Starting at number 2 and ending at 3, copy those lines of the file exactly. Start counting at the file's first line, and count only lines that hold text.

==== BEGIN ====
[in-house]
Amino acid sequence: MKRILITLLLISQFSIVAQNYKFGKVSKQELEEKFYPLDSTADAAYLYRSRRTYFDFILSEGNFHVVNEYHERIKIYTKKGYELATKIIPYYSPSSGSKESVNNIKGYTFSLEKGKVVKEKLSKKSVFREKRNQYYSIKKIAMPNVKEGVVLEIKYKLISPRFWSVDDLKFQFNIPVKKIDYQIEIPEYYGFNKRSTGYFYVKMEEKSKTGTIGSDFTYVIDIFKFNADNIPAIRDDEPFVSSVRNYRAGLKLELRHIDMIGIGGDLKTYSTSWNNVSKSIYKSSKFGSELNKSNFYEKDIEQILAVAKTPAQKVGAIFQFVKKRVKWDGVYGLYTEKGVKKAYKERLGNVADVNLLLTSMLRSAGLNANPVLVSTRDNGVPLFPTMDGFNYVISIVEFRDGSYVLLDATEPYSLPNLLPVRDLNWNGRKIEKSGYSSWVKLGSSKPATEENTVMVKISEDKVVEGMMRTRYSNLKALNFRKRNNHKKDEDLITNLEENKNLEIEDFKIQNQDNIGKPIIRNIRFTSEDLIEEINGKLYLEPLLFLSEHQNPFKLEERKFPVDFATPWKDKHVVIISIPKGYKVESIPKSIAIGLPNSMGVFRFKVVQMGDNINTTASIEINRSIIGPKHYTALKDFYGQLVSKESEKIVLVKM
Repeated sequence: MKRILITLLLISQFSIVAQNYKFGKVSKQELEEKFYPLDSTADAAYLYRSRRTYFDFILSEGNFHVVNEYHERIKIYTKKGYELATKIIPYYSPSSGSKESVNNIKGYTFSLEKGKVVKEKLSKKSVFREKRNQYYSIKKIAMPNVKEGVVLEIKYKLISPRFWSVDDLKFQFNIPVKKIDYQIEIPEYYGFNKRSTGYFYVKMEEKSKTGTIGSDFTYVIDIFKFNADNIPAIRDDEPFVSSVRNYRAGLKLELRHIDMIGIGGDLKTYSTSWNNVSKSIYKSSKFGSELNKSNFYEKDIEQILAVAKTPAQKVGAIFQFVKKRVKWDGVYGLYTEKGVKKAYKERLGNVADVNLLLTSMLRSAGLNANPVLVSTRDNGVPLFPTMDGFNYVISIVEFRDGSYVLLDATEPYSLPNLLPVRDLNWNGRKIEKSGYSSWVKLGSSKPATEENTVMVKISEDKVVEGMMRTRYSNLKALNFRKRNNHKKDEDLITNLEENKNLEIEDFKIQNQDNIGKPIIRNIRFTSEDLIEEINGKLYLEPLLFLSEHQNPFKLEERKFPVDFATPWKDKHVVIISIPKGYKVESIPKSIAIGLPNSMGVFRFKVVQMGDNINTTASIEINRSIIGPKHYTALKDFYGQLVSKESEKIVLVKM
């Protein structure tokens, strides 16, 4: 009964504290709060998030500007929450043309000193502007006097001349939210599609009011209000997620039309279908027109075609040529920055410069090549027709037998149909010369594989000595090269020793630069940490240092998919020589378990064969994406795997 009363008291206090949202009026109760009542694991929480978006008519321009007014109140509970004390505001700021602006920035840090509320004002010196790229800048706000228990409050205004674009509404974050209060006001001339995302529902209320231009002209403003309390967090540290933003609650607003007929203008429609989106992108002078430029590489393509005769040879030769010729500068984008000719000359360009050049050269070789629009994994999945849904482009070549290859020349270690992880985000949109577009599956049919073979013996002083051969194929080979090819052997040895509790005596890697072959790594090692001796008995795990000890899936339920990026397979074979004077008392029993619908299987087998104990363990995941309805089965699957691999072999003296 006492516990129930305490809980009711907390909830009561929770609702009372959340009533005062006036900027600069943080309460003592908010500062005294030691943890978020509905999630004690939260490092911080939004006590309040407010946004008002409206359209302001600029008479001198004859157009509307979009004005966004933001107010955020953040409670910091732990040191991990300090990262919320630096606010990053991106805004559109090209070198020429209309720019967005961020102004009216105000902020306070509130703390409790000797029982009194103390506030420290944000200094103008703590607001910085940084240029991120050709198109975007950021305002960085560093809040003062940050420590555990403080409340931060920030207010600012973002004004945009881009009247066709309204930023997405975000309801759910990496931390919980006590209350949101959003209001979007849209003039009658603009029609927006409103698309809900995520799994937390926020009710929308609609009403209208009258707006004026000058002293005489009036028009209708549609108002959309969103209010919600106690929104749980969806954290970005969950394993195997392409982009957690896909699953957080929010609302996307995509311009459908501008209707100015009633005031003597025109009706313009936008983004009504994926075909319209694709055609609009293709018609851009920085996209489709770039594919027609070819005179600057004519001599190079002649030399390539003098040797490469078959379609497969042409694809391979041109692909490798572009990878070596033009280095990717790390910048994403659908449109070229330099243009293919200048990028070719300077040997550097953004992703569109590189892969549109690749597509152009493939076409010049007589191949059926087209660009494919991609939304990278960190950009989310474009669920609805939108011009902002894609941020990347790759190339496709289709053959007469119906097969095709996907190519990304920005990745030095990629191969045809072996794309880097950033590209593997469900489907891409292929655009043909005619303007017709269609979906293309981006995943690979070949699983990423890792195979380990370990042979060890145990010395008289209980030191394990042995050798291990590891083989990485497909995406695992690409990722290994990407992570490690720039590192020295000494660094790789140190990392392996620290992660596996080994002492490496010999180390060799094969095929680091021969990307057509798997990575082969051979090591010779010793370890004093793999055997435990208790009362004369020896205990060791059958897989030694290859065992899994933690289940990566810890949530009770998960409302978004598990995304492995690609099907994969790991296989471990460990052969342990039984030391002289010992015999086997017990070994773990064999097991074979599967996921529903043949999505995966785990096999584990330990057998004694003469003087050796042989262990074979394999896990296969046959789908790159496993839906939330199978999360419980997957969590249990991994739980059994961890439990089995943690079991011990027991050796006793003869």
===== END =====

Amino acid sequence: MKRILITLLLISQFSIVAQNYKFGKVSKQELEEKFYPLDSTADAAYLYRSRRTYFDFILSEGNFHVVNEYHERIKIYTKKGYELATKIIPYYSPSSGSKESVNNIKGYTFSLEKGKVVKEKLSKKSVFREKRNQYYSIKKIAMPNVKEGVVLEIKYKLISPRFWSVDDLKFQFNIPVKKIDYQIEIPEYYGFNKRSTGYFYVKMEEKSKTGTIGSDFTYVIDIFKFNADNIPAIRDDEPFVSSVRNYRAGLKLELRHIDMIGIGGDLKTYSTSWNNVSKSIYKSSKFGSELNKSNFYEKDIEQILAVAKTPAQKVGAIFQFVKKRVKWDGVYGLYTEKGVKKAYKERLGNVADVNLLLTSMLRSAGLNANPVLVSTRDNGVPLFPTMDGFNYVISIVEFRDGSYVLLDATEPYSLPNLLPVRDLNWNGRKIEKSGYSSWVKLGSSKPATEENTVMVKISEDKVVEGMMRTRYSNLKALNFRKRNNHKKDEDLITNLEENKNLEIEDFKIQNQDNIGKPIIRNIRFTSEDLIEEINGKLYLEPLLFLSEHQNPFKLEERKFPVDFATPWKDKHVVIISIPKGYKVESIPKSIAIGLPNSMGVFRFKVVQMGDNINTTASIEINRSIIGPKHYTALKDFYGQLVSKESEKIVLVKM
Repeated sequence: MKRILITLLLISQFSIVAQNYKFGKVSKQELEEKFYPLDSTADAAYLYRSRRTYFDFILSEGNFHVVNEYHERIKIYTKKGYELATKIIPYYSPSSGSKESVNNIKGYTFSLEKGKVVKEKLSKKSVFREKRNQYYSIKKIAMPNVKEGVVLEIKYKLISPRFWSVDDLKFQFNIPVKKIDYQIEIPEYYGFNKRSTGYFYVKMEEKSKTGTIGSDFTYVIDIFKFNADNIPAIRDDEPFVSSVRNYRAGLKLELRHIDMIGIGGDLKTYSTSWNNVSKSIYKSSKFGSELNKSNFYEKDIEQILAVAKTPAQKVGAIFQFVKKRVKWDGVYGLYTEKGVKKAYKERLGNVADVNLLLTSMLRSAGLNANPVLVSTRDNGVPLFPTMDGFNYVISIVEFRDGSYVLLDATEPYSLPNLLPVRDLNWNGRKIEKSGYSSWVKLGSSKPATEENTVMVKISEDKVVEGMMRTRYSNLKALNFRKRNNHKKDEDLITNLEENKNLEIEDFKIQNQDNIGKPIIRNIRFTSEDLIEEINGKLYLEPLLFLSEHQNPFKLEERKFPVDFATPWKDKHVVIISIPKGYKVESIPKSIAIGLPNSMGVFRFKVVQMGDNINTTASIEINRSIIGPKHYTALKDFYGQLVSKESEKIVLVKM